The 1966 Turner exhibition associated Turner with the American Abstract painters, which has been anathema to the conservative Turner curators ever since, making Gowing a particular bogeyman for them. However the exhibition has to be considered in its context – the Museum of Modern Art at New York – and most temporary exhibitions have a thesis which skews a just appreciation of an artist as a whole. Secondly, this collection of Gowing’s writings makes clear that in general he had no real liking for the Abstract painters.
“The Burial of Wilkie will hang no better with an Ad Reinhardt than with a Pissarro,” he wrote. Ad Reinhardt was a polemical Abstract painter, but one responsive to the past in West and East, as is, Gowing wrote in an essay on him, Sir Howard Hodgkin, an Abstract painter who disowns that categorisation. “If one tried to describe factually what his [Hodgkin’s] pictures were like, one would find … that one was evoking something that bore not the slightest resemblance to anything of his.” Like Sickert, Gowing declared, “we should not hang a painter about with words and explanations.” This leads Gowing in Hodgkin’s case only to metaphysics, which unsympathetic writers might dub “Pseuds Corner”. With other artists he remains more factually descriptive.
As a painter he was heavily influenced by Sir William Coldstream, whose painfully laborious approach to drawing was at the antipodes to the practice of Jack the Dripper or indeed of Tracy Emin. Gowing favoured a cogitated attitude, and that also informed the style of his critical writings, making them occasionally a trifle heavy. In the case of Corot he seemed undecided as to whether to dismiss him as humdrum or to praise his composure and restraint, qualities which he evidently sought for in his own work.
When I was cataloguing the paintings of Manchester City Art Gallery in the 1960s I naively wrote to Gowing asking if he could tell me the circumstances of his painting the portrait of a young woman in the collection and her identity. He did not reply. Years later when the Rothko scandal blew up, I suggested that there was some parallel with the Turner Bequest one, whereupon he, not very helpfully, suggested that I be careful.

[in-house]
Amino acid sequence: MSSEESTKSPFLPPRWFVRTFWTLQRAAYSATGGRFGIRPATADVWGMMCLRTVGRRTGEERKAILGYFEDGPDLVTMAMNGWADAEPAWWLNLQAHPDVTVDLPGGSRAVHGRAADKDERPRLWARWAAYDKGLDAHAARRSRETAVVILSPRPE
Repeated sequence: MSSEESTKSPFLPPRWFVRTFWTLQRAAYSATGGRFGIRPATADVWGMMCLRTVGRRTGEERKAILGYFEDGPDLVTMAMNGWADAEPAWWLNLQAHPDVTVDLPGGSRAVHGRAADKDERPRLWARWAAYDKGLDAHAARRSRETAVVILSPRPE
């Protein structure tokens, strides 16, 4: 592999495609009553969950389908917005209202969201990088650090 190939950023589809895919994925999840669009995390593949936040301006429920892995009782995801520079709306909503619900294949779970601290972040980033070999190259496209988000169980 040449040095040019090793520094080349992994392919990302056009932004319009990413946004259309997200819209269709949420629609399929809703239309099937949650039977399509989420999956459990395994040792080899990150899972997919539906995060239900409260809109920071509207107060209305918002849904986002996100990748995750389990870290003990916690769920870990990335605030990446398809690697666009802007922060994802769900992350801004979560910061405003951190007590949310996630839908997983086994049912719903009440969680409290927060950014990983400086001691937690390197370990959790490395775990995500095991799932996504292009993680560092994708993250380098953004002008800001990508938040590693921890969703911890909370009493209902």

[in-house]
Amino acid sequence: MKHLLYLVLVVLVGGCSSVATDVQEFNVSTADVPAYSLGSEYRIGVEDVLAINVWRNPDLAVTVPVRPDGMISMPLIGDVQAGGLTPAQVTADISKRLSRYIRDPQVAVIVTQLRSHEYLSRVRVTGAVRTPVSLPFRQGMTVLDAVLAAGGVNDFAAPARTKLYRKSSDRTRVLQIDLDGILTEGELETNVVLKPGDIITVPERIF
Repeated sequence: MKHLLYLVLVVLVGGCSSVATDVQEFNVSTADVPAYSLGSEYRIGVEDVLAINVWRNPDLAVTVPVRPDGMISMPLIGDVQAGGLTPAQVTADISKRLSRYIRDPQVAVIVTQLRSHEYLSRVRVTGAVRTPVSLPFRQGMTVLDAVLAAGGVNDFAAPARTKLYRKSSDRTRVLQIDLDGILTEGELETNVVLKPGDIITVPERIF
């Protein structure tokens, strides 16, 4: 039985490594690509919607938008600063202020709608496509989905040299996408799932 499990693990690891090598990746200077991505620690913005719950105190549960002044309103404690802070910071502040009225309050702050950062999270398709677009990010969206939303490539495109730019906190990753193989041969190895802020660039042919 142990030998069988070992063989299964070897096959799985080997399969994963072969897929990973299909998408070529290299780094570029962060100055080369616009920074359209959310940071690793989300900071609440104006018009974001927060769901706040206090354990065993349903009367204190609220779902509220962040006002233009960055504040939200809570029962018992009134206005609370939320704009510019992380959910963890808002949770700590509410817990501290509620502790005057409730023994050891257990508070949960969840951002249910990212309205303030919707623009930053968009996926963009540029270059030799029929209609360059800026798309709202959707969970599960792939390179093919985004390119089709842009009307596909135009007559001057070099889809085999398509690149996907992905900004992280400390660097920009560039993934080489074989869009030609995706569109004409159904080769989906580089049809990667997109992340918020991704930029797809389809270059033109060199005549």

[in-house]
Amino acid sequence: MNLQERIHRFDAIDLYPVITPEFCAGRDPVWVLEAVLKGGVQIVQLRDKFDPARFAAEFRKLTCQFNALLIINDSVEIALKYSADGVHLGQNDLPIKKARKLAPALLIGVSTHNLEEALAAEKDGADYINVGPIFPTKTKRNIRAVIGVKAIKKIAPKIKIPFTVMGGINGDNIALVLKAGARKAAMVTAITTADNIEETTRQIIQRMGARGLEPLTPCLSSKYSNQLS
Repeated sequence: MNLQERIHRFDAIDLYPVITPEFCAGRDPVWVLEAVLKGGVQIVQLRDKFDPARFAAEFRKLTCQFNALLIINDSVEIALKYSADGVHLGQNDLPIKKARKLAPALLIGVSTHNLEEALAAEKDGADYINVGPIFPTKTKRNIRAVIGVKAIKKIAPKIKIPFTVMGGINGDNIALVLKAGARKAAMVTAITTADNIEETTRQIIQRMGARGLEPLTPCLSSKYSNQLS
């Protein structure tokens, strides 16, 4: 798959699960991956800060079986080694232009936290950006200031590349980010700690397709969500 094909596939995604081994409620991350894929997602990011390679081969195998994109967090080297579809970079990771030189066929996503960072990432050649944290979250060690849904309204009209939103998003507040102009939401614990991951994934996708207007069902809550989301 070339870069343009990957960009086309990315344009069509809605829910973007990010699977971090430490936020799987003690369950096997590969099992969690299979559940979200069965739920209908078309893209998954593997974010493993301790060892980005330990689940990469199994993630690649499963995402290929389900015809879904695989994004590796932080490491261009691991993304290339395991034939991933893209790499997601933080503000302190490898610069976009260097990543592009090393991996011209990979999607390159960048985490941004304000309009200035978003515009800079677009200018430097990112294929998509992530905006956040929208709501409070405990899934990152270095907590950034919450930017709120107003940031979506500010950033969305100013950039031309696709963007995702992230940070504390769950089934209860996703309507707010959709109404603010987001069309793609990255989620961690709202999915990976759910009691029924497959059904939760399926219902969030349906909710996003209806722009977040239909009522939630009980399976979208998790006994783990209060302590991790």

His TV programmes were distinguished from so many more recent art programmes by their seriousness. If the new Culture Secretary wants to reform the BBC, he could start by prodding it to repeat Gowing’s series on artists, his programme on Turner being perhaps the best that has ever been done, though it had its limitations. If Gowing did not cover all dozen or so artists that he detected bound up in the single Turner, he at least had the perceptiveness to acknowledge that polymorphism, one absent from most of the artists discussed in these essays with the exceptions of Goya and Picasso. He is known for his writing on a master of restraint, Vermeer. Other artists perhaps appealed to his contrariness such as Mantegna, Hogarth, on whom he organised an exhibition, Cézanne and Bacon. He refers to Hogarth’s character as still sticking “in the cultivated gullet”, saying much the same of Turner. Today art pundits’ gullets are generally less cultivated. More surprising is an essay on Renoir, whom he defended against the slightly dismissive attitude that grew up towards him.
Anyone seriously interested in painting will find these reviews well worth reading. This collection is excellently produced by Ridinghouse and edited by Sarah Whitfield.
.Lawrence Gowing: Selected Writings. Ed. Sarah Whitfield. London: Ridinghouse, 2015. 464 pages, paperback, £20.
Last modified 2 September 2015